Blackwell Publishing Journal Backfiles 1879-2005
Architecture, Civil Engineering, Surveying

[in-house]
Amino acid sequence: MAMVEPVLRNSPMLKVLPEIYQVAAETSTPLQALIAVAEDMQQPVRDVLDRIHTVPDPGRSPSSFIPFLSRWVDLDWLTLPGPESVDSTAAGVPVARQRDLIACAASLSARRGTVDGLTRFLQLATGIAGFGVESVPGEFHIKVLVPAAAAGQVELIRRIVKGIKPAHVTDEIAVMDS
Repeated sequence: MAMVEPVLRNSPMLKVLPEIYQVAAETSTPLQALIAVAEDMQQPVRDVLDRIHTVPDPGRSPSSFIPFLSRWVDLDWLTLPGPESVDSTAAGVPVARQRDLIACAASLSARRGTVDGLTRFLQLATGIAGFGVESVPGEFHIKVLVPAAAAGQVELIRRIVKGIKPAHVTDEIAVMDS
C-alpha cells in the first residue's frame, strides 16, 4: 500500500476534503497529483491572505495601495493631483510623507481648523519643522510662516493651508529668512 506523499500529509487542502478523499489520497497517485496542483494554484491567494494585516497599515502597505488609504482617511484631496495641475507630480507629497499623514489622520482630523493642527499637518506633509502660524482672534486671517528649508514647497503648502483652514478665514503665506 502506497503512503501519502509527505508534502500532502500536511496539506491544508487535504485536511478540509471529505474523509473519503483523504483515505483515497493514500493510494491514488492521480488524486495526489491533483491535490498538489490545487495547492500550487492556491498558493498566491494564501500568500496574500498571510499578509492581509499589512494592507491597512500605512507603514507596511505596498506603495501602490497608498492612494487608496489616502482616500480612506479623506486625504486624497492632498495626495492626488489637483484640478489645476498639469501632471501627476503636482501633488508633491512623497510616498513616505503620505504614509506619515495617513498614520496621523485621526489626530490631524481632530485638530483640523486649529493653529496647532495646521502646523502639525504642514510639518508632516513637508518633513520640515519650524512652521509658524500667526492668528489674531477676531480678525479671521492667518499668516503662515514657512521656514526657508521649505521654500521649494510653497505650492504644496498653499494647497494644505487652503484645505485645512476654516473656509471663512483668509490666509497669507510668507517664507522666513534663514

This article contains a summary discussion of human health effects linked to indoor air pollution (UP) in homes and other non-industrial environments. Rather than discussing the health effects of the many different pollutants which can be found in indoor air, the approach has been to group broad categories of adverse health effects in separate chapters, and describe the relevant indoor exposures which may give rise to these health effects.The following groups of effects have been comdered: effects on the respiratory system; allergy and other effects on the immune system; cancer and effects on reproduction: effects on the skin and mucous membranes in the eyes, nose and throat; sensory effects and other effects on the nervous system; effects on the cardiovascular system; systemic effects on the liver, kidney and gastro-intestinal system. For each of these groups, effects associated with IAP the principal agents and sources, evidence linking IAP to the effects, susceptible groups, the public health relevance, methods for assessment, and major research needs are briefly discussed.For some groups of effects, clear relationships with exposure to IAP have been reported in the world literature. Among these are respiratory disease (particularly among children), allergy (particularly to house dust mites) and mucous membrane irritation (particularly due to formaldehyde). Large numbers of people have been, and are still being affected.Many chemicals encountered in indoor air are known or suspected to cause sensory irritation or stimulation. These, in turn, may give rise to a sense of discomfort and other symptums cummonly reported in so-called “sick” buildings. Camplex mixtures of organic chemicals in indoor air also have the potential to invoke subtle effects on the central and peripheral nervous system, leading to changes in behaviour and performance.An increased risk of developing lung cancer has been linked to exposure to environmental tobacco smoke (ETS) and to radon decay products. Lung cancer is a very serious disease with a high fatality rate; however, the number of people affected is much lower than the number of people contracting resparatory disease or alhgies, or experiencing irritative effects due to exposure to indoor pollution.The effects of IAP on reproduction, cardiovascular disease and on other systems and organs have not been well documented to date. To a certain extent, this may mean that no serious effects occur, but there has been little by way of research to clearly document the absence of these tvpes of effects.
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